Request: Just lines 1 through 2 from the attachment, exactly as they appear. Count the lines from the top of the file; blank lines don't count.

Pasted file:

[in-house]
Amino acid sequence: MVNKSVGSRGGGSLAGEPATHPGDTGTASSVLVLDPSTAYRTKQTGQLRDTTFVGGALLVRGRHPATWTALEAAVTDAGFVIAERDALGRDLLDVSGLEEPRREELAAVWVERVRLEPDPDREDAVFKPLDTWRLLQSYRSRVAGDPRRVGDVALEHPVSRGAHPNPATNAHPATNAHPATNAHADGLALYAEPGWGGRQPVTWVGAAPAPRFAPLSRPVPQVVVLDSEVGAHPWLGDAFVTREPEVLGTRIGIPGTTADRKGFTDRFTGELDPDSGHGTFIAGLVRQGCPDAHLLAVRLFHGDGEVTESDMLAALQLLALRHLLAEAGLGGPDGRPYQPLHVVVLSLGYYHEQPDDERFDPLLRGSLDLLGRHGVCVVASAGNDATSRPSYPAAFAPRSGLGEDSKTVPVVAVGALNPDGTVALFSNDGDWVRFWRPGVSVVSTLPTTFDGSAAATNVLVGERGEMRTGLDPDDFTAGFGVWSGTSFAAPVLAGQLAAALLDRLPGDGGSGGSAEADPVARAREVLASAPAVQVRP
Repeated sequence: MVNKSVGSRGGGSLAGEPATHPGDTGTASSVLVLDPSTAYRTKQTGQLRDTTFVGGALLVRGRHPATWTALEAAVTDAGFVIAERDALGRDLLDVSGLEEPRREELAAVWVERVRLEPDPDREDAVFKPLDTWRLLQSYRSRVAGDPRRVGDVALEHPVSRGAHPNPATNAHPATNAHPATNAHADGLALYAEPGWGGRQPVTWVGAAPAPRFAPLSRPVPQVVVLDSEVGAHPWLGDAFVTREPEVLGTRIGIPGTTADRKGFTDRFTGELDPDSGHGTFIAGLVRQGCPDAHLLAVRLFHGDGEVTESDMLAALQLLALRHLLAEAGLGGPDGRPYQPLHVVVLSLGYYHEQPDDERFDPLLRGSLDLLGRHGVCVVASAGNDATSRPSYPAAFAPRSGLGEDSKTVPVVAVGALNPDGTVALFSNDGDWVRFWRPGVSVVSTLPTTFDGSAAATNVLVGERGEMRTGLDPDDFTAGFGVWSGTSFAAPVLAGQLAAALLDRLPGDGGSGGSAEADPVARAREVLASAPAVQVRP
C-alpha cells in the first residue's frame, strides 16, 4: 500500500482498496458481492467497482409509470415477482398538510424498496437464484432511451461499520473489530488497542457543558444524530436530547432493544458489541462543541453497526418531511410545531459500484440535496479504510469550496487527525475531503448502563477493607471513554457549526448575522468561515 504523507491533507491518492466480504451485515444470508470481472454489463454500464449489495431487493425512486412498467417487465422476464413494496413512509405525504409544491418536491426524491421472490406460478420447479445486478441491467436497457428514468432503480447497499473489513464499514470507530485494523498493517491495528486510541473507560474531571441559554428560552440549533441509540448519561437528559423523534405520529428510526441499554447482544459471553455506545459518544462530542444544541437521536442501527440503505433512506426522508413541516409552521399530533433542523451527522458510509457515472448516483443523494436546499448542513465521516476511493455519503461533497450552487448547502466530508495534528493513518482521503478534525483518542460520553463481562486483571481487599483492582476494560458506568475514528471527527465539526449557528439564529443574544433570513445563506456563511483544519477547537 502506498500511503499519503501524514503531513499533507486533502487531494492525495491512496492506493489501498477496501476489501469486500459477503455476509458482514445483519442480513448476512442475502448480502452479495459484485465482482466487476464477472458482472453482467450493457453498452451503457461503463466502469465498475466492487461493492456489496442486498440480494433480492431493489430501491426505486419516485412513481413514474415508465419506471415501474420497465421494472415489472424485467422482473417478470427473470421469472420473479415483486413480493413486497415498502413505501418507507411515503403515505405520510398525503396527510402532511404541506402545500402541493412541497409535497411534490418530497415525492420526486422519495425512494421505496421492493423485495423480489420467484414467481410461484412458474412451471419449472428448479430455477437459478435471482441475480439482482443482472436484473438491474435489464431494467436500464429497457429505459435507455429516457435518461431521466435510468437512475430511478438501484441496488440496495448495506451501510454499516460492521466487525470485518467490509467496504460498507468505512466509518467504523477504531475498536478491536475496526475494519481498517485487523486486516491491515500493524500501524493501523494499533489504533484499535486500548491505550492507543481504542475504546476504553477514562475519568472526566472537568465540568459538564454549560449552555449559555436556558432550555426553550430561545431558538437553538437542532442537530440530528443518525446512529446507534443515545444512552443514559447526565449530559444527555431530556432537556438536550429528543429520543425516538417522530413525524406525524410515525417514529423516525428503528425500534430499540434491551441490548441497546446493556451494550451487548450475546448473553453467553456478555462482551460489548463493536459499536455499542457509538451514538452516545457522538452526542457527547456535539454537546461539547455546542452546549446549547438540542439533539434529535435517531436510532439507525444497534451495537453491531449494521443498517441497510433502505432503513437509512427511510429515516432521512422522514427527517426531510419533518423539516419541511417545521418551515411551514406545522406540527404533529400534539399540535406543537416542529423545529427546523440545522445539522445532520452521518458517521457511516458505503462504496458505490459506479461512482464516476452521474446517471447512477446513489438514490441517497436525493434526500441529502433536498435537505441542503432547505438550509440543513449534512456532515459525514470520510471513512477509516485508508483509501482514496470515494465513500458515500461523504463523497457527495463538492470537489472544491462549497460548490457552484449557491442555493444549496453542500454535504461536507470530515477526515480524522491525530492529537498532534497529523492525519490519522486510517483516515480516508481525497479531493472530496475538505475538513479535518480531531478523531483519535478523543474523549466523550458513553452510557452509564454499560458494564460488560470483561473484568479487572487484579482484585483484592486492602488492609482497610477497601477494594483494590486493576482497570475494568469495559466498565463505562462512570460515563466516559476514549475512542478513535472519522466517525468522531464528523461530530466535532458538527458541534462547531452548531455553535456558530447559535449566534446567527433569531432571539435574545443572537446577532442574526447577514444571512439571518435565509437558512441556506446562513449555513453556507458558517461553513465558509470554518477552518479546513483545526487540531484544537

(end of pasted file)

[in-house]
Amino acid sequence: MVNKSVGSRGGGSLAGEPATHPGDTGTASSVLVLDPSTAYRTKQTGQLRDTTFVGGALLVRGRHPATWTALEAAVTDAGFVIAERDALGRDLLDVSGLEEPRREELAAVWVERVRLEPDPDREDAVFKPLDTWRLLQSYRSRVAGDPRRVGDVALEHPVSRGAHPNPATNAHPATNAHPATNAHADGLALYAEPGWGGRQPVTWVGAAPAPRFAPLSRPVPQVVVLDSEVGAHPWLGDAFVTREPEVLGTRIGIPGTTADRKGFTDRFTGELDPDSGHGTFIAGLVRQGCPDAHLLAVRLFHGDGEVTESDMLAALQLLALRHLLAEAGLGGPDGRPYQPLHVVVLSLGYYHEQPDDERFDPLLRGSLDLLGRHGVCVVASAGNDATSRPSYPAAFAPRSGLGEDSKTVPVVAVGALNPDGTVALFSNDGDWVRFWRPGVSVVSTLPTTFDGSAAATNVLVGERGEMRTGLDPDDFTAGFGVWSGTSFAAPVLAGQLAAALLDRLPGDGGSGGSAEADPVARAREVLASAPAVQVRP